46 videos on a variety of topics within the field of chemistry. This includes the electron, water and solutions, the periodic table, the nucleus, and much more. These videos have been vetting and approved by the tutors of the Tacoma Community College Writing and Tutoring Center.
Khan Academy provides a collection of videos in Organic Chemistry that starts with a general review of dot structures and hybridization and moves through organic structures, acids and bases, alkanes and cycloalkanes, stereochemistry, substitution and elimination reactions, alkenes and alkynes, alcohols, ethers, epoxides, and sulfides, aromatic compounds and more.
Learn about bond hybridization in organic chemistry. AdiChemistry – Valence Bond Theory & Hybridization provides good information and sufficient images to explain bond hybridization. It discusses all of the different types of hybridizations.
Search an alphabetical treasury of explanations for all kinds of organic chemistry with visual models. OChemPal is an A-to-Z guide to vocabulary and processes of organic chemistry created by the department of Chemistry at Utah Valley University. The site is designed for undergraduate students studying organic chemistry, and is intended to complement lectures and text. The home page also provides links to “Symbols and Abbreviations” and “Acronyms of Common Reagents and Solvents”.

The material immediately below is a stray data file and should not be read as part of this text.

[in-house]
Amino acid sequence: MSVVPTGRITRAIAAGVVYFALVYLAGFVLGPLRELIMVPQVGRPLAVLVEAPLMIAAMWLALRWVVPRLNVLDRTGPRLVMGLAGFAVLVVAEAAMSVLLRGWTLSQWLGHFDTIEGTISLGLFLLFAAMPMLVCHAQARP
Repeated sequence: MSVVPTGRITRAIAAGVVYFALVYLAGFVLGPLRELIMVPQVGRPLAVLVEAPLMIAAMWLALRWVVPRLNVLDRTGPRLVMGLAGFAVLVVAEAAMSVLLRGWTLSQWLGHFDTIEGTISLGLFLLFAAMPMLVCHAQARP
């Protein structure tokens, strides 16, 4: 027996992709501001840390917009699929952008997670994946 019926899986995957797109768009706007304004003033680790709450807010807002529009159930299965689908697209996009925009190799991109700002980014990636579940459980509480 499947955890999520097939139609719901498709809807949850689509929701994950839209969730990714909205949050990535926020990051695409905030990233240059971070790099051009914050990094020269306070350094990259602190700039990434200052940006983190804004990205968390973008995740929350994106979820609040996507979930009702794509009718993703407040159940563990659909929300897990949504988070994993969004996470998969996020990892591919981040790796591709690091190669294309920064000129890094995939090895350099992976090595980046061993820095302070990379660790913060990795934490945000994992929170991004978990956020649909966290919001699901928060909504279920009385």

Learn about bond hybridization in organic chemistry. OChemPal – Hybridization provides an in-depth discussion on the organic chemistry side of bond hybridization and provides helpful image models to show the process. The site only discusses up to sp3 hybridization.
Learn about the elements of the Periodic Table with an interactive table and videos about each element. Minute Labs’ Periodic Table site provides a periodic table where you can scroll over the element and it will give you all its data in the lower right hand corner of the screen. Then, if you click on the element, a video about it will load in the lower left hand corner! Also, you can change the temperature bar at the top of the page and see the temperatures at which each element is a solid, liquid, or gas. You can see the “Periodic Table of Magnets” by changing the menu at the top left hand side from ‘States’ to ‘Magnets’. This site is very user friendly and fun. It could be very useful for Chemistry students, or students studying other sciences that use the periodic table!